What is this trying to teach me?
I hardly know where to begin this post – maybe that’s because I am, admittedly, operating on very little sleep. My brain wouldn’t shut off. Monkey mind. Leaping from one real problem, to an imagined, potential problem borrowed from the future that none of us is guaranteed. Mindfulness. I find mindfulness, staying in the moment, so much easier when the goddamn moment is pleasant. When things are going my way. Mindfulness is a downright drag when things are tough – or when multiple things are not going your way and you’re being pulled in multiple directions. Mindfulness while drinking from the proverbial fire hose of life is damn near impossible for me. Mindfulness while lying on a beach? Much more attainable.
I recently read something that said, “Instead of asking, ‘Why is this happening to me?’, ask ‘What is this trying to teach me’?”
Sometimes, this little quote is followed up with the saying, “….when you do this, everything shifts.”
"What is this trying to teach me?! Fuck if I know." I mutter to myself.
This evening, I had a crying fit. I don’t cry often. When I do cry, I cannot stop. It’s as if a release valve has been loosened and whoosh! Can’t close it back up until all the pressure has been released. I felt overwhelmed and alone with Andrea back in Virginia, although we were both taking our turn drinking from the firehose to manage things.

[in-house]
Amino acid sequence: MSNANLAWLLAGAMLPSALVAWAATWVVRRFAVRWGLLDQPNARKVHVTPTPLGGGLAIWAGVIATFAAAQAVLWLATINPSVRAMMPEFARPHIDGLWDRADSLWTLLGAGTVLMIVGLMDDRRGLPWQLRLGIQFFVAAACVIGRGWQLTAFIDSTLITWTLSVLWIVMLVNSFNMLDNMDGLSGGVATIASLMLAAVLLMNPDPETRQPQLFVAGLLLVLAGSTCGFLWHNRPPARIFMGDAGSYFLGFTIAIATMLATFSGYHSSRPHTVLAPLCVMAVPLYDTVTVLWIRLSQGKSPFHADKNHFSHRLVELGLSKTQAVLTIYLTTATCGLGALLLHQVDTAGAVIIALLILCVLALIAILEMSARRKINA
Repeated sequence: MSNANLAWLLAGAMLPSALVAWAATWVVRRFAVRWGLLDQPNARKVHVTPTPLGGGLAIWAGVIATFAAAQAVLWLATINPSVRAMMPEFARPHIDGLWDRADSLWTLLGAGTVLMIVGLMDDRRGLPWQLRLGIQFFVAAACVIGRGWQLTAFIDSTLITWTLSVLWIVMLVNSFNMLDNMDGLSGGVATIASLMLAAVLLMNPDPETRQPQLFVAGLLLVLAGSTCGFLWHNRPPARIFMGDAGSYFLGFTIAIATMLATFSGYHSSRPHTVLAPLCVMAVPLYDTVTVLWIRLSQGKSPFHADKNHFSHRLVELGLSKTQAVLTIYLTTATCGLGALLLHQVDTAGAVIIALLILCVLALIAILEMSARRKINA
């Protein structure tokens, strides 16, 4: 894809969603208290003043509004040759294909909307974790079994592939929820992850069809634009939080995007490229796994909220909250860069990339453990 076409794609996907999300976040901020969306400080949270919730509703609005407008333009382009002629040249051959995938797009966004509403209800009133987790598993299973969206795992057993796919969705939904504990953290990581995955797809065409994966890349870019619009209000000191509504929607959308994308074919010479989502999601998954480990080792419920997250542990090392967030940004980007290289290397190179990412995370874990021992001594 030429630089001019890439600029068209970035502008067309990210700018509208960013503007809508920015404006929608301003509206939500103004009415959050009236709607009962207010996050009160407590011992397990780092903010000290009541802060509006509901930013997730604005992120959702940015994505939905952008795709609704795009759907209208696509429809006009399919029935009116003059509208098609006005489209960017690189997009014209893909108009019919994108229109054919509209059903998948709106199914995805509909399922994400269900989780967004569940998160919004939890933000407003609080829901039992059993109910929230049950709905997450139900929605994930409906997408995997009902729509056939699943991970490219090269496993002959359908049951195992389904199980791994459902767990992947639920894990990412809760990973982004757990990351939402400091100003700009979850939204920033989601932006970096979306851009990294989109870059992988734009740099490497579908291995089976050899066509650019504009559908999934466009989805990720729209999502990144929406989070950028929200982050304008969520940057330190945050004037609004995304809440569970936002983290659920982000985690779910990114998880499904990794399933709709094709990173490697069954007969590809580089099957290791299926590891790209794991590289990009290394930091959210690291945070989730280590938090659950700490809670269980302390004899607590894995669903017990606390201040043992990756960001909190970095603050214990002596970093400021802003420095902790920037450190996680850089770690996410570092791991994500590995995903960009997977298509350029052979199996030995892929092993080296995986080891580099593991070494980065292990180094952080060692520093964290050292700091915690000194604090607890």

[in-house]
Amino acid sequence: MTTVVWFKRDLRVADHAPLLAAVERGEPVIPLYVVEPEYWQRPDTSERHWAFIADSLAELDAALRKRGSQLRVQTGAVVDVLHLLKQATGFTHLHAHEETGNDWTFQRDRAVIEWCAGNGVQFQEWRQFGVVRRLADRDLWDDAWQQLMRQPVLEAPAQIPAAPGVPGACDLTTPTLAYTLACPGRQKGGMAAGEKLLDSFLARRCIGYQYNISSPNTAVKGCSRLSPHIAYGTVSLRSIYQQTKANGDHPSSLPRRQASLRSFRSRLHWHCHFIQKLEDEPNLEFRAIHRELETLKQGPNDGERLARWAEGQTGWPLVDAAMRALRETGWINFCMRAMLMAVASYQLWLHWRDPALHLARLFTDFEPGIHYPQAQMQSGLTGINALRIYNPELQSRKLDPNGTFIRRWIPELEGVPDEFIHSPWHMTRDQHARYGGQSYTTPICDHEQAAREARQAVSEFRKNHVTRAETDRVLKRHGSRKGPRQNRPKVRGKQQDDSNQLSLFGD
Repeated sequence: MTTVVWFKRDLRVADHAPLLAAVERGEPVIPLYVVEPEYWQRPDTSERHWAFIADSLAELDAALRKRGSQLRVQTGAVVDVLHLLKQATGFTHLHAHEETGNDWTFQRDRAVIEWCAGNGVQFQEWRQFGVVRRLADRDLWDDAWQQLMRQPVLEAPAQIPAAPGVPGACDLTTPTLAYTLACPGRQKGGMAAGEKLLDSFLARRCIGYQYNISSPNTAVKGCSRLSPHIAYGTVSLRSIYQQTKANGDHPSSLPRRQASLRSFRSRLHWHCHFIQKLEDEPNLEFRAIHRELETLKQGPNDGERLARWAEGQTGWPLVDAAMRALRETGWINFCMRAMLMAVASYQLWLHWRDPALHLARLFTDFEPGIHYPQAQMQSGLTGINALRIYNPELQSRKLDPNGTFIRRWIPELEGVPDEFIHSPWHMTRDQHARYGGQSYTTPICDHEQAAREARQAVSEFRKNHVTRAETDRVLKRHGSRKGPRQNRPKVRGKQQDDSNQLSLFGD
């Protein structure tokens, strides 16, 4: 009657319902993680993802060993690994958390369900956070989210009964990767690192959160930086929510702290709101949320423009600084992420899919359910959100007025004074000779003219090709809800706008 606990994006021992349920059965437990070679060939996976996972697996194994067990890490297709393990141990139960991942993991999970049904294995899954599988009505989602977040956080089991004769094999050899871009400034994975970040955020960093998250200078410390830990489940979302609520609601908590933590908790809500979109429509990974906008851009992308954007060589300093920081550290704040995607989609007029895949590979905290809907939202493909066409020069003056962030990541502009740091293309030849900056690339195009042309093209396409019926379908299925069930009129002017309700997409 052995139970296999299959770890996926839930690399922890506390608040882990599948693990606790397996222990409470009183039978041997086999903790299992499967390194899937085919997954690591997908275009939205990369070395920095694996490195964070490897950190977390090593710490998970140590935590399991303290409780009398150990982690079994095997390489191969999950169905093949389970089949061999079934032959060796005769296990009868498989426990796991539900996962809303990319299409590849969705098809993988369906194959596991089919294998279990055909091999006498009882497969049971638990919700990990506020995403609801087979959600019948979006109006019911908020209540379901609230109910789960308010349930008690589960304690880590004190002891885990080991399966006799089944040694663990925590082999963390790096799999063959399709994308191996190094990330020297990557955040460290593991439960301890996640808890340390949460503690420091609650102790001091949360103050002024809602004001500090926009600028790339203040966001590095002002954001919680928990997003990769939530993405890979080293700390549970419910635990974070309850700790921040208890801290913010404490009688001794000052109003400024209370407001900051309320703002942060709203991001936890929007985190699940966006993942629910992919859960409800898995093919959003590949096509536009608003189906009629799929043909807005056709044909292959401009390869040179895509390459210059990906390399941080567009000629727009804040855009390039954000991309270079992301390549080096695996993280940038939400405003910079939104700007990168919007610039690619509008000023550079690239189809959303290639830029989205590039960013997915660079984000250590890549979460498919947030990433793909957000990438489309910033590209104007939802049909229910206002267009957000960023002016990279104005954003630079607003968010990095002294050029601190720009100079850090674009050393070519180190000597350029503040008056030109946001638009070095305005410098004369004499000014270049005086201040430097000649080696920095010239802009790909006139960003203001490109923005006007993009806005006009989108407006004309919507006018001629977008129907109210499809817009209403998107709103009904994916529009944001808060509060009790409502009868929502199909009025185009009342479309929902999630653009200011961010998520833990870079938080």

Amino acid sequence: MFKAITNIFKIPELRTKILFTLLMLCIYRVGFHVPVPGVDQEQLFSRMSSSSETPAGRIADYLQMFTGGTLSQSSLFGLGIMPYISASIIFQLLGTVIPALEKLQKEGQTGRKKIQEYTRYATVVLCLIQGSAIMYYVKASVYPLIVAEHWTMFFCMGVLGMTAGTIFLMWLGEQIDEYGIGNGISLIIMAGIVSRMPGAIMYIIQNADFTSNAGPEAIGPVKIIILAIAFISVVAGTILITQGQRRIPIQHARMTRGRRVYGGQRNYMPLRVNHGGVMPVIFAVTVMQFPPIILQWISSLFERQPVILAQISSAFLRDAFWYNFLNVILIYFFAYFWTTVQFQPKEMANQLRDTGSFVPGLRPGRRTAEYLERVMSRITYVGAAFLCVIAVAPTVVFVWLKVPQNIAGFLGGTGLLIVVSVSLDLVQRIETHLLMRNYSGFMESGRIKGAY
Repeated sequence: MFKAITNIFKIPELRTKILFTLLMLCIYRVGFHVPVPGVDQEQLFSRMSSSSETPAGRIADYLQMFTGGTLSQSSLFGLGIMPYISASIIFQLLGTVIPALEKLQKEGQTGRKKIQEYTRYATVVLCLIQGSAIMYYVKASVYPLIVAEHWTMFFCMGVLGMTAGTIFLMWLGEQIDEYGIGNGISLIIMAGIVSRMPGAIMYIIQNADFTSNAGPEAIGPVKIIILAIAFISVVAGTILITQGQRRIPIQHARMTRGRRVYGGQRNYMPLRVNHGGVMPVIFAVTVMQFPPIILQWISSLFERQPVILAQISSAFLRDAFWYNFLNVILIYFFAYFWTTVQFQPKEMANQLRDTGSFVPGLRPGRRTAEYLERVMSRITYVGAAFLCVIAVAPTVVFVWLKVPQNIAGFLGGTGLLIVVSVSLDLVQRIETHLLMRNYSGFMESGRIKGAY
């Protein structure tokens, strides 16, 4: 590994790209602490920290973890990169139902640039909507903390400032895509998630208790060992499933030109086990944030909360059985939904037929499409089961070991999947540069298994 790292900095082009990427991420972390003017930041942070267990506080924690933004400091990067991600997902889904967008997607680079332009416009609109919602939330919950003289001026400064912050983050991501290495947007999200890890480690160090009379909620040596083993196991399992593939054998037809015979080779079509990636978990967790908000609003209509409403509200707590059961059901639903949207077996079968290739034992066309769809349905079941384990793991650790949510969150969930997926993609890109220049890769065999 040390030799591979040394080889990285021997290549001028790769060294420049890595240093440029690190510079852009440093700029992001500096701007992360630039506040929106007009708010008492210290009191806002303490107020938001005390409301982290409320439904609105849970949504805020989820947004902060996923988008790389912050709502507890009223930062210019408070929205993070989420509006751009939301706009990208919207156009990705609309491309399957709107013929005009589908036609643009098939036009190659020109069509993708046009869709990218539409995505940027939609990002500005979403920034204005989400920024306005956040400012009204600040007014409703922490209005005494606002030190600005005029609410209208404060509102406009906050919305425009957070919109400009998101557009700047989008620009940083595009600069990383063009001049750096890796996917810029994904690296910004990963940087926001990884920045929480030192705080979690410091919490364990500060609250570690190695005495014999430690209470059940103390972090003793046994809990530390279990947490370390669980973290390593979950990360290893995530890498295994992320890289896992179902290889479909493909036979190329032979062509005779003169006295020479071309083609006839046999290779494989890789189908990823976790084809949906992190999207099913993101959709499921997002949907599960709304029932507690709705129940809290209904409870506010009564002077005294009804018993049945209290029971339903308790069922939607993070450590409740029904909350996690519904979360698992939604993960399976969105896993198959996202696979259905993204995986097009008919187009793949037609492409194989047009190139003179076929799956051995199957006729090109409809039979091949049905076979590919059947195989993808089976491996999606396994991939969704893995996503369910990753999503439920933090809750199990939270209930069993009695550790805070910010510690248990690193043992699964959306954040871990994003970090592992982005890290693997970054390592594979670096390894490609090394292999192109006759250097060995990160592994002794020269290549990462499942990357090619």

I left my mom a voice mail that probably worried her as I unconvincingly wailed, “I’m fine!” at the end of it.
I’d already talked to Andrea, who was waiting in the lobby of a hotel in Virginia to hand off another check in the amount of $1,000 for earnest money to our realtor for offer number two that's underway.
Then I did something that I do less often than crying. I asked for helped. On Facebook. Which seems vague-booky and gross. Worse than sobbing to your mom when you’re 45 years old. I asked, on a post that I filtered some people off of so they wouldn’t worry.
I’m not sure what I expected. But what happened was that so many people reached out to me. They texted. They commented. They messaged me through Facebook. I felt like George Bailey in It’s a Wonderful Life – when his brother Harry tells people, “Hey. George’s ass is on fire.” (this is not a direct quote, you should really watch the movie) and people scatter to help George out. And the best part is that it works. George gets the help he needs. Take that, Mr. Potter. You dick.
I don’t want anyone who has seen the movie to think I was on a bridge tonight. Or contemplating a bridge. But I, like George, had been given a wonderful gift. By putting myself out there and asking for help. I realized that I am truly blessed to have so many people care who are willing to help. I realized that what I've been dealing with is an inconvenience, not a problem.
What is this trying to teach me? I think I have a better idea after tonight and I'm grateful to all of you for helping me learn these lessons.
“One of life's best coping mechanisms is to know the difference between an inconvenience and a problem. If you break your neck, if you have nothing to eat, if your house is on fire – then you've got a problem. Everything else is an inconvenience. Life is inconvenient." - Robert Fulghum